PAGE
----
Best Resources on General Equity

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KMK

Administrator
Staff member
Besides Calvin's commentary, what are the best resources on the general equity of OT judicial law?
 

BayouHuguenot

Puritanboard Clerk
I can't think of any full-length treatments off the top of my head, but the following might help.
https://heidelblog.net/2018/02/william-perkins-on-general-equity/
https://heidelblog.net/2018/09/james-ussher-on-general-equity/

I. As the ceremonial law was concerned with God, the political was concerned with the neighbor.

II. In those matters on which it is in harmony with the moral law and with ordinary justice, it is binding upon us.

III. In those matters which were peculiar to that law and were prescribed for the promised land or the situation of the Jewish state, it has not more force for us than the laws of foreign commonwealths.

Johannes Wollebius, Compendium theologiae christianae, 14.6 in Reformed Dogmatics, trans. John W. Beardslee III (New York: Oxford University Press, 1965), 84.
 

Taylor

Puritan Board Senior
Get the book The Standard Bearer: A Festschrift for Greg L. Bahnsen. In it is an excellent article by Kenneth Gentry called "Theonomy and Confession," in which he goes into some detail as to what "general equity" in WCF 19.4 means.
 

Seeking_Thy_Kingdom

Puritan Board Sophomore
One of the problems in the theonomy debate on both sides is that we aren't Aristotelians and generally don't know what to do with 'equity.'
Is not the ‘general’ the greater issue? It sounds so intentionally vague, as if the Westminster Divines themselves were torn on the matter.
 

Andrew P.C.

Puritan Board Junior
The Confessional Presbyterian has a pretty lengthy (Two Part) writing on this topic. It’s found in the 5th Edition.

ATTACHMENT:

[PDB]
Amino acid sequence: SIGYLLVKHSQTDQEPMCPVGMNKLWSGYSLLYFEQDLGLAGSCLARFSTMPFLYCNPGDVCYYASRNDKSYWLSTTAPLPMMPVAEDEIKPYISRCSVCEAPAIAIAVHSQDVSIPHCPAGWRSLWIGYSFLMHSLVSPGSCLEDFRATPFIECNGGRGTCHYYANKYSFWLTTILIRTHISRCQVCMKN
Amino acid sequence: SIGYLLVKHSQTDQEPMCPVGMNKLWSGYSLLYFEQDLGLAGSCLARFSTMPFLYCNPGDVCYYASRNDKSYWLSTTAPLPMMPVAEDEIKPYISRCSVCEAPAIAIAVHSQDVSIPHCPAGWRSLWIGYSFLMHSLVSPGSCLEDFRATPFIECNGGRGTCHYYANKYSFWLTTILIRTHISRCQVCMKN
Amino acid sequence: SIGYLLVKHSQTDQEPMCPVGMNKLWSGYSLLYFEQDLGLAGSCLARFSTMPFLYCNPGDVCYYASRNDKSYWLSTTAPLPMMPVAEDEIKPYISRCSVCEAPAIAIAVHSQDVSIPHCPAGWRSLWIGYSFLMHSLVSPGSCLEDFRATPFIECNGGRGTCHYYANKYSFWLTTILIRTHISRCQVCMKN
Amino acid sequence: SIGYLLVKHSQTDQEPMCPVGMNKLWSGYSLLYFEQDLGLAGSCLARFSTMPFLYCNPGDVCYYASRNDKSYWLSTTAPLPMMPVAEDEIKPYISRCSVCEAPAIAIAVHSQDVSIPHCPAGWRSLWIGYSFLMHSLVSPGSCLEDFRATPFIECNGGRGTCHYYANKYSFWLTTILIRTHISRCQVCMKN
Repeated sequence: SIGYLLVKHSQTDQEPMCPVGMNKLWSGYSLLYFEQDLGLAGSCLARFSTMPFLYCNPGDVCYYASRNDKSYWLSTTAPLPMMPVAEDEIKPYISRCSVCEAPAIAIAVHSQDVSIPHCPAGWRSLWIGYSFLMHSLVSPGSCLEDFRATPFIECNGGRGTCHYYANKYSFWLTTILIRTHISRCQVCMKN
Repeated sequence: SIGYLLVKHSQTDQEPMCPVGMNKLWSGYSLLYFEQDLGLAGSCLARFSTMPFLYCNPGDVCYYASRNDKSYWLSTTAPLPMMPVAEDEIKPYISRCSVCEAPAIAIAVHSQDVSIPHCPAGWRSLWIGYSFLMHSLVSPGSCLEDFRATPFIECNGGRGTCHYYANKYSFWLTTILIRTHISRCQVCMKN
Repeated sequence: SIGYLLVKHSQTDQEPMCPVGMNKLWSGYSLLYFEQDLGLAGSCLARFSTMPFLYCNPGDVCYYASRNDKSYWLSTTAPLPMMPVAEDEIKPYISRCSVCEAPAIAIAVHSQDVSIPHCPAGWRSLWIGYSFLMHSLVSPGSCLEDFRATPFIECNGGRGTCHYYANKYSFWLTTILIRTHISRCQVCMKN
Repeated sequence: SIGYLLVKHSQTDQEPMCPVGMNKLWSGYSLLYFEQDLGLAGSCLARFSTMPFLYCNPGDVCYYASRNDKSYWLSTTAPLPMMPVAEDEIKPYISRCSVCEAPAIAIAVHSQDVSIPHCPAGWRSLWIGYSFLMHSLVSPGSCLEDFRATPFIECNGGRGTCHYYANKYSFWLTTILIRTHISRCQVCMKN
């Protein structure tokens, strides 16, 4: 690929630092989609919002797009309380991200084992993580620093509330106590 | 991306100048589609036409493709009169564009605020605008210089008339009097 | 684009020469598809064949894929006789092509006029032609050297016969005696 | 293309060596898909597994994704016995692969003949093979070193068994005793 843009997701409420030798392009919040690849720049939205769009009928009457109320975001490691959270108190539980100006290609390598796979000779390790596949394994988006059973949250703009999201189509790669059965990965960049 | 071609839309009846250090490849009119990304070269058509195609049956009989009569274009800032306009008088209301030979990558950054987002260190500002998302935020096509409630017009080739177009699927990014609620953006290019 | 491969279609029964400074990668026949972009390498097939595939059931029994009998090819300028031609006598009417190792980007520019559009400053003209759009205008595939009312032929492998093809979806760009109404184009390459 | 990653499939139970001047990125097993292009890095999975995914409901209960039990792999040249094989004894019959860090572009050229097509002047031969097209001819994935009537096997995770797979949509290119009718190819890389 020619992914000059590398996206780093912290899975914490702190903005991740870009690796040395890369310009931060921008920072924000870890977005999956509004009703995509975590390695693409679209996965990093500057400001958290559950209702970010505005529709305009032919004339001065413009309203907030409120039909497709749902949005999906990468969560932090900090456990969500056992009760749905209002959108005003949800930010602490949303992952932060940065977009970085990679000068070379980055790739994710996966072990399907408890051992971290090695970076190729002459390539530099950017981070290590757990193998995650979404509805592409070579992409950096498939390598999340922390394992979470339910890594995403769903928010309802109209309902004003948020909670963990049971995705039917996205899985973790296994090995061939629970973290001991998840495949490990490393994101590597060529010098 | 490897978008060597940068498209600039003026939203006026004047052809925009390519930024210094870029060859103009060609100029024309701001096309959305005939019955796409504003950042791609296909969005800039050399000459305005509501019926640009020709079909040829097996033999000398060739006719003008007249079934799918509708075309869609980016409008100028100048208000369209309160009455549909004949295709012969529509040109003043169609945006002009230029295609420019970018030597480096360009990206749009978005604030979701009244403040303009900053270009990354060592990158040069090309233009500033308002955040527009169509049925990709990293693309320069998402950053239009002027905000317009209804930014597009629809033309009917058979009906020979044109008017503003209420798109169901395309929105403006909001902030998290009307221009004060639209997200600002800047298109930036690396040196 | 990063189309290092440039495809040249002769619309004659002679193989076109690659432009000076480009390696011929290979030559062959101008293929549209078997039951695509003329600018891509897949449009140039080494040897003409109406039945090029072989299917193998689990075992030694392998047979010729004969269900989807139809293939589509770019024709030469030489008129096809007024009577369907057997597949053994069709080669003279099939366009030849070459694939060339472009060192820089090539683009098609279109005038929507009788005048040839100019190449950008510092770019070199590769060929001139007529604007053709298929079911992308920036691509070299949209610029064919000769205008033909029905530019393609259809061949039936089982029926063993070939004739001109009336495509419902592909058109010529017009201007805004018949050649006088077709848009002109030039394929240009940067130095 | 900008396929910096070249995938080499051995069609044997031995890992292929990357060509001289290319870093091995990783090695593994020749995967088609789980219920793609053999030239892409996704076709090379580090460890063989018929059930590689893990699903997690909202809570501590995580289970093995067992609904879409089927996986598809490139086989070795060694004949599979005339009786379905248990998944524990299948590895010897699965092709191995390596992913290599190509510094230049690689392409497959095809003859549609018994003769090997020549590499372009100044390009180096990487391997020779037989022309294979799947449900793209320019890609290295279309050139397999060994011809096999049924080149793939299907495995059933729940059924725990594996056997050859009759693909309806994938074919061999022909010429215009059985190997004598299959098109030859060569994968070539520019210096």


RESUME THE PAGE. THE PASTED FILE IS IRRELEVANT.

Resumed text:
As for recommendations by theonomic sources (Bahnsen, North, Gentry), the article deals with their faulty views on “general Equity”.
 

Andrew P.C.

Puritan Board Junior
Here are some sources on what general equity is:


"Common and natural equity...[is]..written in the heart of man by nature" (Alexander Henderson, A sermon preached to the Honourable House of Commons At Their Solemn Fast, Dec. 27, 1643)

"Common equity..[is]..the principles of reason and nature" (Jus Divinum, 29-30)

General equity is "founded in the law of nature common to all nations" (Robert Shaw, Exposition on the Confession, Pg. 225)

General equity serves "to the maintenance of the Moral Law" (Jus Divinum, 29-30)

"That which we account moral, and to have a perpetual equity, is the substance of the [moral] Law" (William Gouge, A learned and very useful commentary on the whole epistle to the Hebrews, 170-171)
 

NaphtaliPress

Administrator
Staff member
Two sources are so closely linked to the Assembly, as I have shown in my historical piece on the Westminster Assembly and the judicial law, that they a primary sources as to their intent. That is Anthony Burges's Vindicae Legis, and the London Provincial Assembly's Jus Divinum Regiminis Ecclesiastici. Below is what they saw in apply it to the subject of church polity, and the linked article has the Burges.
2. We answer, the laws of the Jewish church, whether ceremonial or judicial, so far forth are in force, even at this day, as they were grounded upon common equity, the principles of reason and nature, and were serving to the maintenance of the moral law. It is of eternal right that the party unjustly aggrieved should have redress, that the adverse party should not be sole judge and party too, that judgment ought not to be rashly or partially passed upon any. The Jewish polity is only abrogated in regard of what was in it of particular right, not of common right, so far as there was in their laws either a typicalness [typology] proper to their church, or a peculiarness [peculiarity] in respect to their state in that land of promise given unto them. What soever was in their laws of moral concern, or general equity is still obliging. What soever the Jewish church had not as Jewish, but as it was a political church, or an ecclesiastical republic (among which is the subordination of ecclesiastical courts to be reckoned) does belong to the Christian church: [such as] that all judgments were to be determined by an high priest was typical of Christ’s supremacy in judicature; but that there were gradual judicatories for the ease of an oppressed or grieved party. There can be no ceremony or type in this. This was not (said a learned author) learned by Moses in the pattern of the mount, but was taught by the light of nature to Jethro (Exod. 18:22) and by him given in advice to Moses. This did not belong unto the pédagogie of the Jews, but unto the good order of the church (said Gersom Bucerus). Text from the forthcoming Naphtali Press Special Editions edition of JDRE; can be found in part two chapter 15.​
 

KMK

Administrator
Staff member
I appreciate these suggestions. I am looking for resources that go into specifics of individual laws like Calvin does in his commentary.